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5 Ways American Policies and Attitudes Make Us Lonely, Anxious, and Antisocial

At each stage of life, we are being stunted as human beings.
 
 
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You would think that by the 21st century, we would know something about what it takes for humans to live fulfilling lives. After all, we’ve witnessed enormous advances in science, psychology, sociology, and related fields over the past couple of centuries.

The great mystery is that we seem to be doing worse, not better.

Clearly, a lack of information isn’t the problem. Between the academic conferences, whole sections of bookstores and armies of pundits like Harvard psychologist (and Prudential spokesman) Daniel Gilbert, author of Stumbling Upon Happiness, we are given the secrets of well-being and offered reams of data, advice and lessons on what to seek and what to avoid.

With mountains of knowledge, why aren’t we better at setting up our society in a way that helps us to prosper? Isn’t that the point of having a society in the first place? Unfortunately, ours is increasingly designed by politicians indebted to the 1 percent for the express purpose of enhancing and maintaining the power of the very top rung. The rest of us are left to cope with a rocky, competitive life path that leaves us isolated and exhausted. Inequality is stunting our growth as human beings.

We are doing an especially poor job at setting the conditions for our development as social beings. Recent research in Scientific American shows that today’s college students are less empathetic than generations past.  We are less involved in our communities and less fulfilled in our jobs, our families, and our relationships. As the great psychologists have taught us, it is accomplishment in these areas that give us the feeling of significance as human beings. Yet at each stage of life development, we have adopted policies, practices, and habits of mind that thwart us and cultivate anxiety, loneliness and antisocial behavior.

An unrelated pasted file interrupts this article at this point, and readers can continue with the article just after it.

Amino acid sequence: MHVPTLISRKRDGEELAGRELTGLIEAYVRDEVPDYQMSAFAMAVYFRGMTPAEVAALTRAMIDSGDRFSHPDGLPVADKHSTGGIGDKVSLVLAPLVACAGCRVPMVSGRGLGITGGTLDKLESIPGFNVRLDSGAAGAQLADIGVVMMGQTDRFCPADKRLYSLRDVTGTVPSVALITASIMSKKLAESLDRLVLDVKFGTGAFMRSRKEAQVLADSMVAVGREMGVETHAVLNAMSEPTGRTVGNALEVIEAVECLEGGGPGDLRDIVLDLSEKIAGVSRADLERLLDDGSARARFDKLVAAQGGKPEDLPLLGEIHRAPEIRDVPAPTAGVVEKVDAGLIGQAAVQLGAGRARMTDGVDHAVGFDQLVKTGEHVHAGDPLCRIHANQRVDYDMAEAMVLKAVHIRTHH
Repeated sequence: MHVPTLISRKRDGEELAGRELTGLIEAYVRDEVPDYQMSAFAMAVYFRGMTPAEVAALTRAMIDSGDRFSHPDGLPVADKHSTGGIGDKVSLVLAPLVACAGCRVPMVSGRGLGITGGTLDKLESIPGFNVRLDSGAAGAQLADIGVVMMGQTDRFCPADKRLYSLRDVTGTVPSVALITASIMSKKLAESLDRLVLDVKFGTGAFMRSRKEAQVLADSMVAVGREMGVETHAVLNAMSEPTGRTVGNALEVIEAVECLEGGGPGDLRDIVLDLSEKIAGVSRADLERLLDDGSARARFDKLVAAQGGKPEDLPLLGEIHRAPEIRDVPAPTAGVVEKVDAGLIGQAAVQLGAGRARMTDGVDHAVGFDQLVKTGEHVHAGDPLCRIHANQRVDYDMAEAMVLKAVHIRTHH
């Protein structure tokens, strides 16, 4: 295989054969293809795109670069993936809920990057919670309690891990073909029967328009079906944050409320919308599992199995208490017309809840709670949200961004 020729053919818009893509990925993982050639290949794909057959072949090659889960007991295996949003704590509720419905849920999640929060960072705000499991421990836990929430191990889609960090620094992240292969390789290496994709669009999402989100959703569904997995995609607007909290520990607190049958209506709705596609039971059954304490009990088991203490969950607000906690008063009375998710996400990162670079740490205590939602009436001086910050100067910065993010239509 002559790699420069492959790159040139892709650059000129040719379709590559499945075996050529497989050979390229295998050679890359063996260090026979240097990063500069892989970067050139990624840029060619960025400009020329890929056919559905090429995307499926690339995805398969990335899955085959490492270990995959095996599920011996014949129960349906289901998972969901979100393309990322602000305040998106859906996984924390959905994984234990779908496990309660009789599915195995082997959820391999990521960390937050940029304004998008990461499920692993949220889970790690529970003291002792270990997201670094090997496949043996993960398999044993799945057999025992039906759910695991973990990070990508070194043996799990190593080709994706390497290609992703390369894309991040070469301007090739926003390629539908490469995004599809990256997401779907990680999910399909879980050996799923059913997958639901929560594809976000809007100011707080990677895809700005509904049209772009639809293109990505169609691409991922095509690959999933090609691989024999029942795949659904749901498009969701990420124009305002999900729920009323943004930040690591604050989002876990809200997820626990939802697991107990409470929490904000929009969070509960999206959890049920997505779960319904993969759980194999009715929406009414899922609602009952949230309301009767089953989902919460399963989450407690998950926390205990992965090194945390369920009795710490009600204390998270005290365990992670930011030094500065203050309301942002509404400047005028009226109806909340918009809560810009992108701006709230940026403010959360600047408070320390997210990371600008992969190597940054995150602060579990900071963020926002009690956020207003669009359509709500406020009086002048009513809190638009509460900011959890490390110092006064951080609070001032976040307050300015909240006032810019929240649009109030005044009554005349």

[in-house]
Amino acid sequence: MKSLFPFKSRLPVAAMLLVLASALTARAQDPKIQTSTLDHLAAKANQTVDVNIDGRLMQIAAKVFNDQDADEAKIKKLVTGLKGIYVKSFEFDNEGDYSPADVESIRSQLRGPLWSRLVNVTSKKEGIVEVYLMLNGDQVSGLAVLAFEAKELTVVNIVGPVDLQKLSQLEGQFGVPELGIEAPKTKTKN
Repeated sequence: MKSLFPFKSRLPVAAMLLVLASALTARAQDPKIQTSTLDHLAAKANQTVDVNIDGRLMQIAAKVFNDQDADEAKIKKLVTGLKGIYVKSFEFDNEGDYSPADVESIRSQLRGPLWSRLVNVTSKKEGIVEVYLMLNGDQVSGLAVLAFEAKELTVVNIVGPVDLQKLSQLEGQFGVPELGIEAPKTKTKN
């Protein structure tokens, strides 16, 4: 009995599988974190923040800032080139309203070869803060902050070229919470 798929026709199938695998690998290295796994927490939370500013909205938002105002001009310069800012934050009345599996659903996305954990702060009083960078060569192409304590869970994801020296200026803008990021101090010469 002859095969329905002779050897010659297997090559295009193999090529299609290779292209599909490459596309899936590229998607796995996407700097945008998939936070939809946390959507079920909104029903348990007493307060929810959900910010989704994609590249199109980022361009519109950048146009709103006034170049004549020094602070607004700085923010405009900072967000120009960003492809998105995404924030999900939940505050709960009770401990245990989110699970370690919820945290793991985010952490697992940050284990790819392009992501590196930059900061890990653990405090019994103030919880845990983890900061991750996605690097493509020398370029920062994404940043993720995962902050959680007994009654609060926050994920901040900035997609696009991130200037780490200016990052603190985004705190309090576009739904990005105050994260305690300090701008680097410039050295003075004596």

Let’s imagine, for a moment, an American child called Jamie (or James, if you prefer) and follow her though the key stages of life.

1. The Child

From the very beginning, the American child faces grave challenges. There is a one in three chance that Jamie will be poor. Compared to other advanced countries, it will be harder for her to leave this condition. According to recent research, if the birth lottery sets Jamie down in certain parts of the country, like the Southeast or the Industrial Midwest, her chances of leaving poverty are lower still, and compounded if she doesn’t have access to good primary schools or has low family stability.

If Jamie is to grow up with a sense of ease and engagement with her peers and community, she needs to have a sense of trust in her caregivers. If Jamie is poor, this will be especially difficult to do. In most U.S. families, all of the adults work, and because America’s labor practices are outdated and incompatible with family life, even if Jamie is not poor, her caregivers are likely to have a difficult time balancing work and parental responsibilities. America’s lack of paid family and medical leave, workplace flexibility, and childcare will make things stressful for the family, and Jamie will absorb this stress.

To add to the strain, Jamie’s parents will probably experience job insecurity, so even if they are not out of work, they will constantly fear what will happen if the pink slip arrives. Planning happy things for the future, like vacations or summer camp is always difficult when insecurity hangs in the air. Jamie’s circumstances will fluctuate with the level of unemployment, and since the social safety net is not robust in America, there’s little to shield her if something goes wrong.